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Avraham, Y., Latzer, Y., Hasid, D., & Berry, E. (2017). The Impact of Δ9-THC on the Psychological Symptoms of Anorexia Nervosa: A Pilot Study. Israel Journal of Psychiatry. vol. 54(3). Available at Accessed June 23, 2022.

Diggins, A. & Heinberg, L. (2021). Marijuana and Bariatric Surgery. Current Psychiatry Reports, vol. 23(10). Available at Accessed June 23, 2022.

Ganson, K., Murray, S., & Nagata, J. (2021). Associations Between Eating Disorders and Illicit Drug Use Among College Students. International Journal of Eating Disorders, vol. 54(7). Available at Accessed June 23, 2022. (2020). Anorexia Nervosa. Health Direct. Available at . Accessed June 23, 2022.

Pryor, T. (n.d.). Budding New Considerations about the Use of Cannabis in Eating Disorder Treatment. EDCare. Available at Accessed June 23, 2022.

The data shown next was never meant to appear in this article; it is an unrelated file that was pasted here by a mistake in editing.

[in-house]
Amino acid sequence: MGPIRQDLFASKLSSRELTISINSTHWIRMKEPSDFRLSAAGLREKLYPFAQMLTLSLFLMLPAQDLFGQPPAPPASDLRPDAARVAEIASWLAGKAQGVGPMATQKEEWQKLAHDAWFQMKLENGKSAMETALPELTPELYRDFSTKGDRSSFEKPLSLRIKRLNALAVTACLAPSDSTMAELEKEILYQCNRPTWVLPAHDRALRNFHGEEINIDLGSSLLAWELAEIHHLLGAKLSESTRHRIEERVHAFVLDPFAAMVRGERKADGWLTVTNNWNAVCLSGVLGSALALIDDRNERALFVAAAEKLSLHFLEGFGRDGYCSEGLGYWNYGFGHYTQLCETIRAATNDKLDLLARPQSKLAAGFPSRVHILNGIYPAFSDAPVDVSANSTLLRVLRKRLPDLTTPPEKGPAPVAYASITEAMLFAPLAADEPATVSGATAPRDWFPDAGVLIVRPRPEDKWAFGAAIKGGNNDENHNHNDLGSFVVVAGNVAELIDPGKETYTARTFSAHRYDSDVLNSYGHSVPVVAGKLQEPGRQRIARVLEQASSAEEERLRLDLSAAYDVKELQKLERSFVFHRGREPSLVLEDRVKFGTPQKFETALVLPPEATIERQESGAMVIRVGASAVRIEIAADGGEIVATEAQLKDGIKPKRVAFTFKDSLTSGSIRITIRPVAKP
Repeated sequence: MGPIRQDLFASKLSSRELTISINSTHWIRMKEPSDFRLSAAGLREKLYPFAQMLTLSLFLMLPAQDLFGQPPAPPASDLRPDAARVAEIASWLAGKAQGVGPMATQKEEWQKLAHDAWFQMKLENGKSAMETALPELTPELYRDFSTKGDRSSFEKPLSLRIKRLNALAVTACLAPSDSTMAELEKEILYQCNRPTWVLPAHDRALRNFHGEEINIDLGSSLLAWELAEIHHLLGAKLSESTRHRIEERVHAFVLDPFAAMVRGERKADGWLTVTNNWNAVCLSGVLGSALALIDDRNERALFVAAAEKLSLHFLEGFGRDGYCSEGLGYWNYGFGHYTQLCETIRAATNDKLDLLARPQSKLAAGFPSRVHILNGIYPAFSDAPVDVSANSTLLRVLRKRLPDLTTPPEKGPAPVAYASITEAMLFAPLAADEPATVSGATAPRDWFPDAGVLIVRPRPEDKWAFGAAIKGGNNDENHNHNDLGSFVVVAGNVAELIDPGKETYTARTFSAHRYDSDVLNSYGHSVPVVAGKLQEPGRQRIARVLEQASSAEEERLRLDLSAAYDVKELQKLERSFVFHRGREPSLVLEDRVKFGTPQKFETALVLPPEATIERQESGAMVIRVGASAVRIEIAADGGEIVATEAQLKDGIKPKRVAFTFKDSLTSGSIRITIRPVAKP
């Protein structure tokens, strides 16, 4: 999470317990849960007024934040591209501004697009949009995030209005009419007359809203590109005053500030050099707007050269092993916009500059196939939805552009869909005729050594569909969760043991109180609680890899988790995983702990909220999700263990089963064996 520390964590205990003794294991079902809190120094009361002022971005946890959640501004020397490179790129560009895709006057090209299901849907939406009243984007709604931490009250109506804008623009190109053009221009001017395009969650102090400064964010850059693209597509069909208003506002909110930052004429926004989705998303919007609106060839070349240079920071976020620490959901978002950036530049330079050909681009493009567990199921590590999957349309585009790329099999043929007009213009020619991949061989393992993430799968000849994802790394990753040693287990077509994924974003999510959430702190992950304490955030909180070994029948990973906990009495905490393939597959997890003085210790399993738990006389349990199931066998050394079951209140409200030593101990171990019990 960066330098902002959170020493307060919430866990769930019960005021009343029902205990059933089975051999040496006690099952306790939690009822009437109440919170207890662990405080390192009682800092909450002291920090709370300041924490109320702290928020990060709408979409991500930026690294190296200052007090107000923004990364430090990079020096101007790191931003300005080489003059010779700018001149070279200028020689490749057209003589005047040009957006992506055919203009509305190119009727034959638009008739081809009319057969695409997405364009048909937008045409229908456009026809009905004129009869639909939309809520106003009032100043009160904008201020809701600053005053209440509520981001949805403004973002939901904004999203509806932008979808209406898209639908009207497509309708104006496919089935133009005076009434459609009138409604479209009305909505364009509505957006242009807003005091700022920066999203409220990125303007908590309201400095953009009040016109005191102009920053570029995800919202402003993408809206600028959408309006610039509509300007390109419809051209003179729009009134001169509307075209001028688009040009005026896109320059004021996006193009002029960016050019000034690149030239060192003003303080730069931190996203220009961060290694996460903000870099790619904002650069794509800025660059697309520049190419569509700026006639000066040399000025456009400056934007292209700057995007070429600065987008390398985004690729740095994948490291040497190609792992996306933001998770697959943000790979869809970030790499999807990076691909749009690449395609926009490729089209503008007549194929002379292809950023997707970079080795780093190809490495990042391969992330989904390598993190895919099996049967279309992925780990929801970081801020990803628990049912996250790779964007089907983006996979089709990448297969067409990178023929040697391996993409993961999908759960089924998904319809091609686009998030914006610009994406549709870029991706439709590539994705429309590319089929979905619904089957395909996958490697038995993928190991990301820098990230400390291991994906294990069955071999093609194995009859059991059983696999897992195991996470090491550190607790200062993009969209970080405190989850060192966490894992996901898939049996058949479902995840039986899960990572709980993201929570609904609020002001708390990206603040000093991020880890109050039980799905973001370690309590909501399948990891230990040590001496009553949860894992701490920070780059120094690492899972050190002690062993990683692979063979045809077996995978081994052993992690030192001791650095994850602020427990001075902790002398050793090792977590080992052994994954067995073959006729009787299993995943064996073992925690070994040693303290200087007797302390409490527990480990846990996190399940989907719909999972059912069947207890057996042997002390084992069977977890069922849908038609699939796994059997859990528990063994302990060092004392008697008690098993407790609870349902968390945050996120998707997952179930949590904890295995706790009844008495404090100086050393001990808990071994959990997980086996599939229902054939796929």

Tatera, K. (2015). Smoking Weed May Help Treat Eating Disorders. The Science Explorer. Available at Accessed June 23, 2022.

Rosager, E., Møller, C., & Sjögren, M. (2020). Treatment Studies with Cannabinoids in Anorexia Nervosa: A Systematic Review. Eating and Weight Disorders, vol. 26(2). Available at DOI: 10.1007/s40519-020-00891-x. Accessed June 23, 2022.

Wenk, G. (2012). The Connection Between Anorexia, Bulimia, and Marijuana. Psychology Today. Available at Accessed June 23, 2022.